As used herein, the term "thermostable enzyme" refers to an enzyme which is stable to heat and is heat resistant and catalyzes (facilitates) combination of the nucleotides in the proper manner to form the primer extension products that are complementary to each nucleic acid strand. Generally, the synthesis will be initiated at the 3' end of each primer and will proceed in the 5' direction along the template strand, until synthesis terminates, producing molecules of different lengths.
Amino Acid Residue: The amino acid residues described herein are preferred to be in the "L" isomeric form. However, residues in the "D" isomeric form can be substituted for any L-amino acid residue, as long as the desired functional property is retained by the polypeptide. NH2 refers to the free amino group present at the amino- or carboxy- terminus of a polypeptide. COOH refers to the free carboxy group present at the carboxy terminus of a polypeptide. The amino-terminal NH2 group and carboxy-terminal COOH group of free polypeptides are typically not set forth in a formula. A hyphen at the amino- or carboxy-terminus of a sequence indicates the presence of a further sequence of amino acid residues or a respective NH2 or COOH terminal group. In keeping with standard polypeptide nomenclature, J. Biol. Chem., 243:3552-59 (1969) and adopted at 37 CFR §1.822(b)(2), abbreviations for amino acid residues are shown in the following Table of Correspondence:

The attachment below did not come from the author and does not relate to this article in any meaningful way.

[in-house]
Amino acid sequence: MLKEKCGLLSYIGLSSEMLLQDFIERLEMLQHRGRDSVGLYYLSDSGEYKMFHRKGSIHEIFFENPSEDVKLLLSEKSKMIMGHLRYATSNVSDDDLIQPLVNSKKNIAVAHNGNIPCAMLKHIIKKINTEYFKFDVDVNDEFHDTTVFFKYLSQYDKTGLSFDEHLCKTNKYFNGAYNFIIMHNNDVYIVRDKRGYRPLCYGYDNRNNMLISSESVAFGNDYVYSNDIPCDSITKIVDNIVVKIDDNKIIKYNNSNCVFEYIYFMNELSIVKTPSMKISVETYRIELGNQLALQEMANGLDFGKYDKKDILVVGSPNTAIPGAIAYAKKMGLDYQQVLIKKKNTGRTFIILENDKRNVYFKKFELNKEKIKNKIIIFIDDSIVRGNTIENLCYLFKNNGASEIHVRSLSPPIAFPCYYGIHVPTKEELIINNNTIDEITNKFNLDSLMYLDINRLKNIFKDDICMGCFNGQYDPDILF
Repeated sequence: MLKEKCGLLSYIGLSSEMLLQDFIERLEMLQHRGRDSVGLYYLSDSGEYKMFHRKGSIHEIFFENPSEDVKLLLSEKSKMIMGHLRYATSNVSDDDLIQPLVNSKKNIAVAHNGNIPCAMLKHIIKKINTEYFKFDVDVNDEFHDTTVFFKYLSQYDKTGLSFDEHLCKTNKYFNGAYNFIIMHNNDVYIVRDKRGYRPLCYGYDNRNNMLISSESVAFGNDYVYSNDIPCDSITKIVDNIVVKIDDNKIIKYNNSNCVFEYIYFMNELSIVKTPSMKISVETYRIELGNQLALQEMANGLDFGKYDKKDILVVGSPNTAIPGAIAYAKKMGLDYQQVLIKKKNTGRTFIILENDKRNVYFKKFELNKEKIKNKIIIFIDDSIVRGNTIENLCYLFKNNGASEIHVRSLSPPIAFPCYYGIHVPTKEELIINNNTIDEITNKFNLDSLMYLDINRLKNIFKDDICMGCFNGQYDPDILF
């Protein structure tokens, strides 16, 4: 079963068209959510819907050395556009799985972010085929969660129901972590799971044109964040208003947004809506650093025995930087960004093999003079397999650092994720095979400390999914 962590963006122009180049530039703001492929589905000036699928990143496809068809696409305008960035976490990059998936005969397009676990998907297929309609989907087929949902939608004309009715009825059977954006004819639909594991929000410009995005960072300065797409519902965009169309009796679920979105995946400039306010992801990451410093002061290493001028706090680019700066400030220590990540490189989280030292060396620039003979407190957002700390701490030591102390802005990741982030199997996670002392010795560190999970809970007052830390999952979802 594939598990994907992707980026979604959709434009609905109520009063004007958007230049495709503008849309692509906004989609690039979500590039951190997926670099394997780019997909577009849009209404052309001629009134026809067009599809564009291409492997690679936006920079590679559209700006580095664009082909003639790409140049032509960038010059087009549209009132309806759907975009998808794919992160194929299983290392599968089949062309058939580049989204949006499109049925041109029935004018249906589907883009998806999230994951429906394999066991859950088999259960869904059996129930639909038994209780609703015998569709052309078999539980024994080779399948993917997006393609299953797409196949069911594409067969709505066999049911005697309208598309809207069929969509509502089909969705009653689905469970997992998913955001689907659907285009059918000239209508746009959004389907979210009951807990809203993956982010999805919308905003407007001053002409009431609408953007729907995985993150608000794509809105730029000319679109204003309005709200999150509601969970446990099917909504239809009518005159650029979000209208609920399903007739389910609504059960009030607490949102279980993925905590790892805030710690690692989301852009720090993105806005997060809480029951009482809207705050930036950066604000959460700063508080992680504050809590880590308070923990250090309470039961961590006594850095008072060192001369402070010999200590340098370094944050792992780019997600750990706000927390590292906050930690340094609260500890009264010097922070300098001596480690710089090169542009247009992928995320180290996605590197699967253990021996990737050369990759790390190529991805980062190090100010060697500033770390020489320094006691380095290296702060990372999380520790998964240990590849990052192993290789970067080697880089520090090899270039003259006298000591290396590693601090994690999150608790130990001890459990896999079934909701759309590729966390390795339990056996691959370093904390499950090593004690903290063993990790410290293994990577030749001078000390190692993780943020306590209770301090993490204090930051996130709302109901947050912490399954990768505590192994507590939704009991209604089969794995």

______________________________________TABLE OF CORRESPONDENCESYMBOL1-Letter 3-Letter AMINO ACID______________________________________Y Tyr tyrosineG Gly glycineF Phe phenylalanineM Met methionineA Ala alanineS Ser serineI Ile isoleucineL Leu leucineT Thr threonineV Val valineP Pro prolineK Lys lysineH His histidineQ Gln glutamineE Glu glutamic acidW Trp tryptophanR Arg arginineD Asp aspartic acidN Asn asparagineC Cys cysteine______________________________________